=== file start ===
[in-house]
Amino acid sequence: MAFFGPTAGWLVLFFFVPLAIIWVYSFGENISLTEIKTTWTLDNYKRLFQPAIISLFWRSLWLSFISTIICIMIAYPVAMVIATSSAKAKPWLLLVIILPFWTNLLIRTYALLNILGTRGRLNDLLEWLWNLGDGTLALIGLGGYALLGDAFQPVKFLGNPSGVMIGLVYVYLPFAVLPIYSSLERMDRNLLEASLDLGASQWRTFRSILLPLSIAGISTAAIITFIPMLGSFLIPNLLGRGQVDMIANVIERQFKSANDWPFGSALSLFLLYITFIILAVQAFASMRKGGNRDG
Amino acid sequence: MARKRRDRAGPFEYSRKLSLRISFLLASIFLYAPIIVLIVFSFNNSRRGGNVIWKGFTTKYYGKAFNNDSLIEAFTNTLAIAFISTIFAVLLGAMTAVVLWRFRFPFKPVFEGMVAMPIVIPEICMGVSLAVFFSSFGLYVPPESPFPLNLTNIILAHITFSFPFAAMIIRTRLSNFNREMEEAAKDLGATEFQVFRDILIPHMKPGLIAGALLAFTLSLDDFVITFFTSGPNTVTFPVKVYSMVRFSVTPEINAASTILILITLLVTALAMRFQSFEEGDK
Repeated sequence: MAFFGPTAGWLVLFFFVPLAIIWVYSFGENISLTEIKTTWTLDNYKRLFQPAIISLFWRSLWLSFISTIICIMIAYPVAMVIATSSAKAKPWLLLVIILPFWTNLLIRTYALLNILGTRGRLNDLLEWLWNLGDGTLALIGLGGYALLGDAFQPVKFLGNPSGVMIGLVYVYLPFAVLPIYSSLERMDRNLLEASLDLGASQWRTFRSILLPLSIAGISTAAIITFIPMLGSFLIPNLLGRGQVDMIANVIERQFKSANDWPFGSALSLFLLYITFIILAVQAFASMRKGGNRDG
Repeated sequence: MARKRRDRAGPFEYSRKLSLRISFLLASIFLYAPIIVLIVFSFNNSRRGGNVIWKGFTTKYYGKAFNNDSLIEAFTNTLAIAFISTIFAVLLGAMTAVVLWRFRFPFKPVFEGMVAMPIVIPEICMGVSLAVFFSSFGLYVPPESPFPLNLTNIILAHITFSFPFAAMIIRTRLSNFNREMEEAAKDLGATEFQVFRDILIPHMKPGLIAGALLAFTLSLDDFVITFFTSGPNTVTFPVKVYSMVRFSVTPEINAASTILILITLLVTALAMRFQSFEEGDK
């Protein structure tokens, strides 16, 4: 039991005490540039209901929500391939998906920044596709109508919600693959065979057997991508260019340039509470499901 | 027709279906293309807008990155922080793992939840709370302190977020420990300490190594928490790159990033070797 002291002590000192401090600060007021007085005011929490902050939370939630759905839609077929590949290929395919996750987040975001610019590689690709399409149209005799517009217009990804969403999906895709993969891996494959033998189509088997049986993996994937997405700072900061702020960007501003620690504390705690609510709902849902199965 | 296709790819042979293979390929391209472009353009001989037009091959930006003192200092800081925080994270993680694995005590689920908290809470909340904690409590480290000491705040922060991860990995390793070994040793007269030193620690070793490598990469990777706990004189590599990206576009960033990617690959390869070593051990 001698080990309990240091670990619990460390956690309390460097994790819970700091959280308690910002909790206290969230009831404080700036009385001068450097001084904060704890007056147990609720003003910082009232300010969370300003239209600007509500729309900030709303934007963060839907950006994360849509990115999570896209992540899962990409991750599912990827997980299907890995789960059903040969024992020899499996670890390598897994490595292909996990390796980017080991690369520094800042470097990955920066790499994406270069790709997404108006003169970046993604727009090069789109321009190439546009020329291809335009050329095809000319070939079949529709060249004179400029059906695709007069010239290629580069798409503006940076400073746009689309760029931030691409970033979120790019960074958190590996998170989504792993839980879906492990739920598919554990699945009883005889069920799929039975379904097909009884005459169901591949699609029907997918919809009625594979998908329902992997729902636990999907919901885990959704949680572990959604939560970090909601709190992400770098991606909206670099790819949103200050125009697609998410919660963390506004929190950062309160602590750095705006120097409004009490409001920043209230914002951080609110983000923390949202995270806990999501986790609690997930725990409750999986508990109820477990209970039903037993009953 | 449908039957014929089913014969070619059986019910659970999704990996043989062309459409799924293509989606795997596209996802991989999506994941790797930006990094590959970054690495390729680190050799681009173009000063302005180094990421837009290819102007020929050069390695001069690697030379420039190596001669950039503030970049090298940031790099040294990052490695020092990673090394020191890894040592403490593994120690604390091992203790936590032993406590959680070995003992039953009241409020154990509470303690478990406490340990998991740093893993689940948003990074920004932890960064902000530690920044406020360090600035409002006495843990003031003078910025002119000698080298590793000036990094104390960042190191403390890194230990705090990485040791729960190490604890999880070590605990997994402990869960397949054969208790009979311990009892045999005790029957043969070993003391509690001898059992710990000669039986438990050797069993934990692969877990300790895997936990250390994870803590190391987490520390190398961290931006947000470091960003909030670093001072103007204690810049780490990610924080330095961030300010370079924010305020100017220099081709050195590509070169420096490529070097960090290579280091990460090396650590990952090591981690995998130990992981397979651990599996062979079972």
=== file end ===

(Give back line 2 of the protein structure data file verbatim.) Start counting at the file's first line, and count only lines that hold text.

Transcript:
Amino acid sequence: MAFFGPTAGWLVLFFFVPLAIIWVYSFGENISLTEIKTTWTLDNYKRLFQPAIISLFWRSLWLSFISTIICIMIAYPVAMVIATSSAKAKPWLLLVIILPFWTNLLIRTYALLNILGTRGRLNDLLEWLWNLGDGTLALIGLGGYALLGDAFQPVKFLGNPSGVMIGLVYVYLPFAVLPIYSSLERMDRNLLEASLDLGASQWRTFRSILLPLSIAGISTAAIITFIPMLGSFLIPNLLGRGQVDMIANVIERQFKSANDWPFGSALSLFLLYITFIILAVQAFASMRKGGNRDG